Non-pricing strategies to increase your profits

Any Revenue Manager should have a set of strategies that optimise revenue and profits for their hotel. These strategies include both dynamic pricing and non-pricing methods. Today, we will be focusing on some of the more popular non-pricing methods. These will help you to manage periods of high demand and cancellations, whilst increasing your profits.

Minimum Length of Stay (MLOS)

As you can assume from the name, a Minimum Length of Stay is a restrictor that requires a reservation to be made for a certain amount of nights. If a MLOS is put into place in advance, it is a great way to get the most out of a high demand date. A MLOS allows you to develop a relatively even occupancy pattern for these high demand periods, meaning that your hotel can also profit from the shoulder dates (the days which surround the high demand date).

Here is an example of an ideal situation for putting a MLOS into place:

A highly popular, annual event will take place on a Saturday near your hotel. You know from previous years that this is always a sell-out event, and can assume that for that Saturday, demand will significantly exceed supply. If you do not put a MLOS into place in time, your hotel will book out with numerous one-night stays for the night of the event. This will prevent those who wish to book a weekend stay at your hotel from being able to do so. In turn, this will leave your Friday and Sunday night bookings (the shoulder dates) neglected.

Closed To Arrival

pricing strategies

Closed to Arrival keeps guests from arriving on a specific date, so will help you to further achieve even occupancy. Furthermore, it will reduce any extra pressure that would otherwise be put on your front desk if they are preparing for a large group arrival. Closed to arrivals can be used both in conjunction with MLOS restrictions or on their own.

Here is an example of when you could potentially use the two controls in conjunction with each other:

A 3 day event is taking place near your hotel and again, it is a popular one. For this situation a simple MLOS is not enough, as it will not prevent guests from checking in for one of the 3 days. Therefore, a Closed to Arrival must be put into place along side the MLOS to guarantee even occupancy throughout the 3 day event. Once the stay restrictions are put into place well in advance, you will maximise your hotel’s revenue and profit.

Managing Booking Channels

Every Revenue Manager has various booking channels to consider, such as direct-bookings, OTAs, walk-ins, travel sites and agencies- and they all need managing! Have a full list of all of the booking channels, grouping them and ranking them from most profitable to least profitable.

In periods of high demand when you can sell out your hotel from the first few ‘most profitable’ rate plan groups, you can close the least profitable channels. For example, close the OTA that charges your hotel a significant commission per booking. This will give your Average Daily Rate (ADR) a significant boost, which in turn, gives a significant boost to your profits.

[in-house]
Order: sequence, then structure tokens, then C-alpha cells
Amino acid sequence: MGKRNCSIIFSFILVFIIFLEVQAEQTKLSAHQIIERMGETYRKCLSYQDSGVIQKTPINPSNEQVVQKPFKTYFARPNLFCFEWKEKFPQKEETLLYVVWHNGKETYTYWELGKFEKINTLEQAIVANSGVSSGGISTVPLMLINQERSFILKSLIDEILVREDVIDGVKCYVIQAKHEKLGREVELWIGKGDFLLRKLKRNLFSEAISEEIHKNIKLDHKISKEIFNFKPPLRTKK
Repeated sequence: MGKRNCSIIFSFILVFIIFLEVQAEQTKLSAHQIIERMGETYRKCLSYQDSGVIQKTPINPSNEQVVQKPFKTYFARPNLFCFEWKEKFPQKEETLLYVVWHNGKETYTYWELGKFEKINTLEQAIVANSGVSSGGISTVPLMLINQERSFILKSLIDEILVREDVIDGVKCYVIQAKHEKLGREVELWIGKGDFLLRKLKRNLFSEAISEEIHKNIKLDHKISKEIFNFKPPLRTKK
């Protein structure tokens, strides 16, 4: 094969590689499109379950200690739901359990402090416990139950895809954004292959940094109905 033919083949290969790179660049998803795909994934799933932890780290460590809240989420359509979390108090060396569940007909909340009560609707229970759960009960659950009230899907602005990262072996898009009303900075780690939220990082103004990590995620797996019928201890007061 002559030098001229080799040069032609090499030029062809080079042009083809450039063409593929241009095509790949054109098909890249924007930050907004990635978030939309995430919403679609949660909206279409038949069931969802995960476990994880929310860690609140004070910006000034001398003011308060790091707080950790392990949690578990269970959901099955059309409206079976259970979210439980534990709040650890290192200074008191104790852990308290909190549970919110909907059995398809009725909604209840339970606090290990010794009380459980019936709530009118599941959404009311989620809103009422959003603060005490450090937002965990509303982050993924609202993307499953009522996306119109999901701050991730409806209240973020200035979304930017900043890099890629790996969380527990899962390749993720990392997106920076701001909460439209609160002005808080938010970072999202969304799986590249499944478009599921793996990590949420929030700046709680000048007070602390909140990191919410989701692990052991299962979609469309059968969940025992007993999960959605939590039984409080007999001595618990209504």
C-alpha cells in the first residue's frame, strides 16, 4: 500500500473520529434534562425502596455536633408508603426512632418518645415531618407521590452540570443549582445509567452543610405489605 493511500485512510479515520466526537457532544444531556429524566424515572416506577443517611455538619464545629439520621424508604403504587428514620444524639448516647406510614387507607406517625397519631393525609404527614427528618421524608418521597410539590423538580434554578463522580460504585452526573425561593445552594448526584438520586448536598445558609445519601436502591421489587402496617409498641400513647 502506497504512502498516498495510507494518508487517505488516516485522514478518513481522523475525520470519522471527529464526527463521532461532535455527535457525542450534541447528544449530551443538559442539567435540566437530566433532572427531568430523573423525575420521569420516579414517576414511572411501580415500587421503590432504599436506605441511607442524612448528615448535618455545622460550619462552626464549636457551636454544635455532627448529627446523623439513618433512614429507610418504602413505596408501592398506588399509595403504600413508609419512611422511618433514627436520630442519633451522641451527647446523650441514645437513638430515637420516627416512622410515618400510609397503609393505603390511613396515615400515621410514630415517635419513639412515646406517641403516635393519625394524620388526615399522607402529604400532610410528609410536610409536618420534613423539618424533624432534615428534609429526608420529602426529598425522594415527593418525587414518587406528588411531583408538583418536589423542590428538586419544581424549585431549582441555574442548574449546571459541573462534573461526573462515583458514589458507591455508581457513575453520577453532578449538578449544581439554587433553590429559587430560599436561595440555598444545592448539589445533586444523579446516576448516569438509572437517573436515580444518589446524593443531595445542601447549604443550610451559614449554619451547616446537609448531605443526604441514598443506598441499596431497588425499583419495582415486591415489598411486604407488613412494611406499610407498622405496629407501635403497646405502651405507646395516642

Alternatively, rather than closing a channel entirely, you can restrict what is available to book on it. For example, keep the most valuable room types and rate plans for the low cost channels like your hotel’s website.


The last strategy that we will discuss today is overselling. Overselling is a strategy feared by many hoteliers, at the thought of their front desk ending up like this:

non-pricing strategies

However, if your overbooking practices are correctly implemented, the likelihood of this occurring and having to turn away guests is slim. Furthermore, you will notice a significant increase in revenue

The question is, how can you ensure that your overbooking practices are correctly implemented?

Firstly, divide them into two.

  1. Cancellations
  2. No-shows

No-show predictions are simple. They have to occur on the last day, so simply analyse historical data and overbook on the last day based on these figures.

Cancellations are slightly trickier. It is not enough to calculate the total number of rooms to oversell, you must create a cancellation forecast curve. Create an Excel spreadsheet and note the predicted amount of cancellations for each day leading up to the day of arrival. This calculation can be made from the average of cancellations from similar days in the past.

Another point to note is that overselling must happen at the peak of demand, in order to maximise your revenue to its highest potential. This will ensure that you sell your rooms at the highest possible price and that you will still have plenty of time to prepare for cancellations. Learn more about how to combat cancellations in this post.


So, although many Revenue Managers focus on dynamic pricing fluctuations, it’s important not to forget about these non-pricing methods that can be equally as effective! Follow these guidelines and you will be one step closer to maximising your hotel’s revenue potential.

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